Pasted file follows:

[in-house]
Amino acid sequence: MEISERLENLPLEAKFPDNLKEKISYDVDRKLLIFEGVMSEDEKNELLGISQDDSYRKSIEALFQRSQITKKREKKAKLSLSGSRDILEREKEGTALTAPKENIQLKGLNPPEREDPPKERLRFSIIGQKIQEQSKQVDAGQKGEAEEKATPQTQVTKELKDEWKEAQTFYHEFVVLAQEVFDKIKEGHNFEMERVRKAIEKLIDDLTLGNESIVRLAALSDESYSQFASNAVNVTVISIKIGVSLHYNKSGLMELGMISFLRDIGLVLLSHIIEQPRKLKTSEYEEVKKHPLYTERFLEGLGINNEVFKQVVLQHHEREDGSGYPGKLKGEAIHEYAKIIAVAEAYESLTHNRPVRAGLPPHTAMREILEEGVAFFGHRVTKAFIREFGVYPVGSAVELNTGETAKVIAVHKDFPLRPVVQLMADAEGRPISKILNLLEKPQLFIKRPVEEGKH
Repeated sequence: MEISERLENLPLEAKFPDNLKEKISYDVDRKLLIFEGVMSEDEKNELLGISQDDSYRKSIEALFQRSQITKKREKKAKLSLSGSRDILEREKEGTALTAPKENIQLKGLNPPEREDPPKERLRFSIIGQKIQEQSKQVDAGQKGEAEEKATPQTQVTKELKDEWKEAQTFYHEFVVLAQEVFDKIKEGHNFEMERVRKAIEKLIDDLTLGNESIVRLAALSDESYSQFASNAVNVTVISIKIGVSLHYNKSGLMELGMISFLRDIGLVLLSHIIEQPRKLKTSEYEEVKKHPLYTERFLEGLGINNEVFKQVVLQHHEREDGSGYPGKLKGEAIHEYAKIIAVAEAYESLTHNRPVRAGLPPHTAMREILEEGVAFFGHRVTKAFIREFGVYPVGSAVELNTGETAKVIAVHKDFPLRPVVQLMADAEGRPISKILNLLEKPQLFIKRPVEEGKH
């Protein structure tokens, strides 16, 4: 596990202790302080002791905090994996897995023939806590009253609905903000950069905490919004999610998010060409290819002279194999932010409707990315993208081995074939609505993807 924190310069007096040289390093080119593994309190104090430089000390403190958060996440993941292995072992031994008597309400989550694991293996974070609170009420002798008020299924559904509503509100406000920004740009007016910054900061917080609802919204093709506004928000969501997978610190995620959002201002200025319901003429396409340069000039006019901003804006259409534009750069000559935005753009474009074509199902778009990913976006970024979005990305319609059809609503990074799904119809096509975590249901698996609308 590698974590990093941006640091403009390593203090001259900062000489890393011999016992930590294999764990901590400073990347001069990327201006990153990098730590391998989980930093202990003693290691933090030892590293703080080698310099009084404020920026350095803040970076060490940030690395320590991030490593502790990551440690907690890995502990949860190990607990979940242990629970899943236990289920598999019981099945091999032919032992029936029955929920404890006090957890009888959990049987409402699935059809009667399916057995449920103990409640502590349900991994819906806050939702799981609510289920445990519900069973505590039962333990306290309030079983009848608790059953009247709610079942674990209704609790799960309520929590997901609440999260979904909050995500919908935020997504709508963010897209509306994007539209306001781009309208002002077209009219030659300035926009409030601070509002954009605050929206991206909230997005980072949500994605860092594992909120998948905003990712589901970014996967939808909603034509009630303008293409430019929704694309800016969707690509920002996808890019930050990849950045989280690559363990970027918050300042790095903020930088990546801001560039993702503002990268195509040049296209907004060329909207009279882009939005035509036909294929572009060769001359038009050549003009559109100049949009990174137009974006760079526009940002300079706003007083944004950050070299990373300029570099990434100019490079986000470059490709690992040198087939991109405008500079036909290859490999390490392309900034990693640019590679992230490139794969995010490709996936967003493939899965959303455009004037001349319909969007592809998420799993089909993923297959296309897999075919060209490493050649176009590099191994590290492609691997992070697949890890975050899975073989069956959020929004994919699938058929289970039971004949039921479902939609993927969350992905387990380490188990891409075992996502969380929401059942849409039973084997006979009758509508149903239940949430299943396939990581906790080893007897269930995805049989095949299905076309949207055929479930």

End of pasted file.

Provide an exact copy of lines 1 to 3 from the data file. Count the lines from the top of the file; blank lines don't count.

[in-house]
Amino acid sequence: MEISERLENLPLEAKFPDNLKEKISYDVDRKLLIFEGVMSEDEKNELLGISQDDSYRKSIEALFQRSQITKKREKKAKLSLSGSRDILEREKEGTALTAPKENIQLKGLNPPEREDPPKERLRFSIIGQKIQEQSKQVDAGQKGEAEEKATPQTQVTKELKDEWKEAQTFYHEFVVLAQEVFDKIKEGHNFEMERVRKAIEKLIDDLTLGNESIVRLAALSDESYSQFASNAVNVTVISIKIGVSLHYNKSGLMELGMISFLRDIGLVLLSHIIEQPRKLKTSEYEEVKKHPLYTERFLEGLGINNEVFKQVVLQHHEREDGSGYPGKLKGEAIHEYAKIIAVAEAYESLTHNRPVRAGLPPHTAMREILEEGVAFFGHRVTKAFIREFGVYPVGSAVELNTGETAKVIAVHKDFPLRPVVQLMADAEGRPISKILNLLEKPQLFIKRPVEEGKH
Repeated sequence: MEISERLENLPLEAKFPDNLKEKISYDVDRKLLIFEGVMSEDEKNELLGISQDDSYRKSIEALFQRSQITKKREKKAKLSLSGSRDILEREKEGTALTAPKENIQLKGLNPPEREDPPKERLRFSIIGQKIQEQSKQVDAGQKGEAEEKATPQTQVTKELKDEWKEAQTFYHEFVVLAQEVFDKIKEGHNFEMERVRKAIEKLIDDLTLGNESIVRLAALSDESYSQFASNAVNVTVISIKIGVSLHYNKSGLMELGMISFLRDIGLVLLSHIIEQPRKLKTSEYEEVKKHPLYTERFLEGLGINNEVFKQVVLQHHEREDGSGYPGKLKGEAIHEYAKIIAVAEAYESLTHNRPVRAGLPPHTAMREILEEGVAFFGHRVTKAFIREFGVYPVGSAVELNTGETAKVIAVHKDFPLRPVVQLMADAEGRPISKILNLLEKPQLFIKRPVEEGKH